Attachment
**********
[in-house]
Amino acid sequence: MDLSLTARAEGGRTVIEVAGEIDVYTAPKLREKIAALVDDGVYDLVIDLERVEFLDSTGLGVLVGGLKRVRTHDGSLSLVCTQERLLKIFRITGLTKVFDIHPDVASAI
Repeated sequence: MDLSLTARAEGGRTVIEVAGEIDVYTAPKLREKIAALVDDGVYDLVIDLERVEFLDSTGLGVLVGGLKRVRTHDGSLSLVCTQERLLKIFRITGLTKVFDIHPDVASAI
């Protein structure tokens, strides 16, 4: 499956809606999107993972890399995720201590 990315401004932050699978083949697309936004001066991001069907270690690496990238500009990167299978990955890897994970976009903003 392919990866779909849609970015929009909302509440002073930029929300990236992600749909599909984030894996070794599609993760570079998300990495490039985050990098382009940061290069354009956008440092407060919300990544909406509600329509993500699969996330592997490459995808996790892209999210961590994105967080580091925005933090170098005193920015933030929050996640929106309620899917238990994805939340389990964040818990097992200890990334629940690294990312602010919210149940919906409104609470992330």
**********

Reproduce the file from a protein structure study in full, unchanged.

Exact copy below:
[in-house]
Amino acid sequence: MDLSLTARAEGGRTVIEVAGEIDVYTAPKLREKIAALVDDGVYDLVIDLERVEFLDSTGLGVLVGGLKRVRTHDGSLSLVCTQERLLKIFRITGLTKVFDIHPDVASAI
Repeated sequence: MDLSLTARAEGGRTVIEVAGEIDVYTAPKLREKIAALVDDGVYDLVIDLERVEFLDSTGLGVLVGGLKRVRTHDGSLSLVCTQERLLKIFRITGLTKVFDIHPDVASAI
């Protein structure tokens, strides 16, 4: 499956809606999107993972890399995720201590 990315401004932050699978083949697309936004001066991001069907270690690496990238500009990167299978990955890897994970976009903003 392919990866779909849609970015929009909302509440002073930029929300990236992600749909599909984030894996070794599609993760570079998300990495490039985050990098382009940061290069354009956008440092407060919300990544909406509600329509993500699969996330592997490459995808996790892209999210961590994105967080580091925005933090170098005193920015933030929050996640929106309620899917238990994805939340389990964040818990097992200890990334629940690294990312602010919210149940919906409104609470992330």